55-inch TVs are the flagship size for today's televisions. That makes it pretty much the most common sizing option. It's a kind of happy medium between 32-inch small TVs and massive 75-inch TVs.
It's worth thinking hard about how important screen size is to you, though. You'll likely pay less for smaller screens, as with the 48-inch OLED TVs that generally offer premium TV tech for less, or the lower-spec models found at 40-inch sizes.
However, larger screens are increasingly becoming the norm for those that can fit them into their home, and mass production means a big-screen display isn't quite the bank-breaking cost that it used to be.
A bigger screen means more detail that's more easily visible at a larger distance – ideal for family movie nights or those after a truly impactful home cinema. Keep in mind though that picture defects are also more visible at larger sizes, so you should make sure that you're getting a TV good enough to warrant a step-up screen size.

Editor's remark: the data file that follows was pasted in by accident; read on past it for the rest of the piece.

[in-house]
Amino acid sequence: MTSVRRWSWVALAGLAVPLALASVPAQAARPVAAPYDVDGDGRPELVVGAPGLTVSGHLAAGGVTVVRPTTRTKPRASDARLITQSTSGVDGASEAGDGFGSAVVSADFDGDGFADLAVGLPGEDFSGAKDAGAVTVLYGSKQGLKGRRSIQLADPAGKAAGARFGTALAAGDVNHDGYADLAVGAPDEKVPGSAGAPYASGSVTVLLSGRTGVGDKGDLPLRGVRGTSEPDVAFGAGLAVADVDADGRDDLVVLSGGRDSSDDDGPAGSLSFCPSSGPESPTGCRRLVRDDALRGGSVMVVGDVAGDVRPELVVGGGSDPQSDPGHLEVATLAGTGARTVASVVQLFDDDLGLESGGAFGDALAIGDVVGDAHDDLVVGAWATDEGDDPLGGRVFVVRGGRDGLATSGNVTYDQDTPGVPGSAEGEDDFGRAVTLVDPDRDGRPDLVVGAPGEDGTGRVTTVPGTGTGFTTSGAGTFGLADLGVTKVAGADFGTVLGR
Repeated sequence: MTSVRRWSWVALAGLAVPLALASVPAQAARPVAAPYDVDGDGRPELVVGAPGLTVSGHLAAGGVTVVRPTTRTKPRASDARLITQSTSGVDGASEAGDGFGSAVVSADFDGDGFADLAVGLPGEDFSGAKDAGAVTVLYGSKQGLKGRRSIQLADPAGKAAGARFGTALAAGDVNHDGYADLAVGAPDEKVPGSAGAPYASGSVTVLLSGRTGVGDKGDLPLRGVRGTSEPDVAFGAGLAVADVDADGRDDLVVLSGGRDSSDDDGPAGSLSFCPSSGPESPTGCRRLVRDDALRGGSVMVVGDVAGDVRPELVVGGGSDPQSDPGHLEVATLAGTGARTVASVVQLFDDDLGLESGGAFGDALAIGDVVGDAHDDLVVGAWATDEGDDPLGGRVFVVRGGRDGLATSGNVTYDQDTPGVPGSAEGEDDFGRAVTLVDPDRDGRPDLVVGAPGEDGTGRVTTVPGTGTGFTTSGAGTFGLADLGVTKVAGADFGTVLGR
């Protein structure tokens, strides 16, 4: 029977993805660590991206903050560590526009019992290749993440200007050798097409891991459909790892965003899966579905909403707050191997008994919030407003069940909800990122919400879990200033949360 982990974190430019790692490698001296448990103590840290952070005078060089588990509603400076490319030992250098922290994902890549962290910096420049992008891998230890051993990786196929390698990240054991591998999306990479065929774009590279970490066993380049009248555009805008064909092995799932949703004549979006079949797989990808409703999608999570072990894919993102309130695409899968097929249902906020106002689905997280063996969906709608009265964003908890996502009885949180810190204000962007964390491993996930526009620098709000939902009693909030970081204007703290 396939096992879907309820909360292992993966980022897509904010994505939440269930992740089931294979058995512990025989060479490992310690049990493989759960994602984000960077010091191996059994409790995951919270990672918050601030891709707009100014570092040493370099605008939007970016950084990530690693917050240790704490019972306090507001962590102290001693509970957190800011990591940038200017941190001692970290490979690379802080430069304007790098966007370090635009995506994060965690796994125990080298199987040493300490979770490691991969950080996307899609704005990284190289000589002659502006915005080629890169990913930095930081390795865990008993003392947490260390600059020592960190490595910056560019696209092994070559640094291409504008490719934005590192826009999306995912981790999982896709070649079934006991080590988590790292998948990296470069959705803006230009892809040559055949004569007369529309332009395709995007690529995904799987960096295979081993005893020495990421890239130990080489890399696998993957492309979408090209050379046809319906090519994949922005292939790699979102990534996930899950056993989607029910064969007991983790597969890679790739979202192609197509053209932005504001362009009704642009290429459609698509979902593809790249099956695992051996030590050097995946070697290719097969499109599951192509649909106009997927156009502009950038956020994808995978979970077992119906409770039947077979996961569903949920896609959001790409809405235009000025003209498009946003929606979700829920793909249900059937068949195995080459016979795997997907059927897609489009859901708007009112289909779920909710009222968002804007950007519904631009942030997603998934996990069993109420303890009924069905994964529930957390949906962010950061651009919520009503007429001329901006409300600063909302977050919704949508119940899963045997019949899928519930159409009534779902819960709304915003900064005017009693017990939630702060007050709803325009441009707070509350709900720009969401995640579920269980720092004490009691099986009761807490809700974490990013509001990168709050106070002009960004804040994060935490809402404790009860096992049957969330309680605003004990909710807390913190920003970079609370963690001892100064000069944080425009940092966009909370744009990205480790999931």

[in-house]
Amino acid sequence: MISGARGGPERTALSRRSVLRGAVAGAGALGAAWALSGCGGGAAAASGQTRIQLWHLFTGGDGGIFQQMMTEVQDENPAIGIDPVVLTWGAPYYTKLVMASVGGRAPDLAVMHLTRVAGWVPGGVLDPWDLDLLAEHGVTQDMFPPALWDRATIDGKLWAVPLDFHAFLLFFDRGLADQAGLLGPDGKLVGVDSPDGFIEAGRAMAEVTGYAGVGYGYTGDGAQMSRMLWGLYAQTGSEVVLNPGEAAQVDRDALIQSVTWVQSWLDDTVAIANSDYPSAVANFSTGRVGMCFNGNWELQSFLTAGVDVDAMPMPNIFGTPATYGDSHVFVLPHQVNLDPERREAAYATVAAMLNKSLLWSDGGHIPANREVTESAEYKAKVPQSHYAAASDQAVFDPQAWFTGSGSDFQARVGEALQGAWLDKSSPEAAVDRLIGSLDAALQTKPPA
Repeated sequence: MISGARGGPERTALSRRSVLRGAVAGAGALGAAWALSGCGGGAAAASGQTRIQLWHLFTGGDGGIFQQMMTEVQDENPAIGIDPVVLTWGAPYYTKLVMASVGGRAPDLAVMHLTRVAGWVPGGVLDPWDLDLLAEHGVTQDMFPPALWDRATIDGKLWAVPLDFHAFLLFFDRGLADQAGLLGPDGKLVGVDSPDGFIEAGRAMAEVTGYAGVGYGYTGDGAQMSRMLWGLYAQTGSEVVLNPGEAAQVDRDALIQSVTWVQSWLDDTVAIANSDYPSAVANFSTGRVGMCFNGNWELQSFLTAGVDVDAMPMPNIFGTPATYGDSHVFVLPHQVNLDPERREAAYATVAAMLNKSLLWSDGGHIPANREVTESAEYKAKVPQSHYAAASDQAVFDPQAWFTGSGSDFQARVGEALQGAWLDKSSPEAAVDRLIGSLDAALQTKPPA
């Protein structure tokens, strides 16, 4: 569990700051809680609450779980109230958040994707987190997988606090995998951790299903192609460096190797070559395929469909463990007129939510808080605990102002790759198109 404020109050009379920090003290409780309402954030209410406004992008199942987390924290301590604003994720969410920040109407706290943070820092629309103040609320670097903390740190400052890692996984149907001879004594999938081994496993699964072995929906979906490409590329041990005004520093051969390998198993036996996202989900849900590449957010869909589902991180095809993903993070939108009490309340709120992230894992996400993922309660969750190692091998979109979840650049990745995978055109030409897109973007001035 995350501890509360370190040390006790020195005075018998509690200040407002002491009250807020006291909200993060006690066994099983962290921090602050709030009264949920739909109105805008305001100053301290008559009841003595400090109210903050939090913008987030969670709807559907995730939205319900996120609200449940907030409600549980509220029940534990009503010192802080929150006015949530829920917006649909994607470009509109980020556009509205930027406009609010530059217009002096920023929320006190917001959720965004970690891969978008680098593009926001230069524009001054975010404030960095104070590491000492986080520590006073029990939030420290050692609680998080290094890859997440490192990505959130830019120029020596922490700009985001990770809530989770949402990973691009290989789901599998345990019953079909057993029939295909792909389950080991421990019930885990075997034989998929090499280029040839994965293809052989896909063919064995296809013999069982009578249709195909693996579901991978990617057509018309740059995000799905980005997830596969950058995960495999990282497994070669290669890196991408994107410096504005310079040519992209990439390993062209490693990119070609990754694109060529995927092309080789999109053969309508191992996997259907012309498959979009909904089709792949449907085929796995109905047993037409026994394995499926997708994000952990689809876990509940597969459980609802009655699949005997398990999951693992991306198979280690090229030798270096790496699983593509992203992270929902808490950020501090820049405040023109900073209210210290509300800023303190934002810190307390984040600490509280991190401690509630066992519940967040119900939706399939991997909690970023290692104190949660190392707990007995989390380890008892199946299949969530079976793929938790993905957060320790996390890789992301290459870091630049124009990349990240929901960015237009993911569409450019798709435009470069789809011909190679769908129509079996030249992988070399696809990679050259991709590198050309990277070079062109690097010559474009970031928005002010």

What should I look for in a 55-inch TV?
At this ample size, you should absolutely be looking for some good features – lest you get stuck with a large screen that simply blows up artefacts and visual defects.
OLED or Mini LED screens are well worth getting at this size, without the truly extravagant price points of larger models – 55 inch TVs offer a smart, well-judged entry point to premium TV tech. For LCD models, you want to make sure you're getting Direct Full Array Lighting, rather than the edge-lighting still found on some budget sets – and which limits the consistency of brightness across the screen.
Otherwise, 4K HDR is a given, and you may want to check that HDMI 2.1 is included if you're partial to gaming, with the VRR (variable refresh rate) and ALLM (auto low latency mode) support usually thrown in.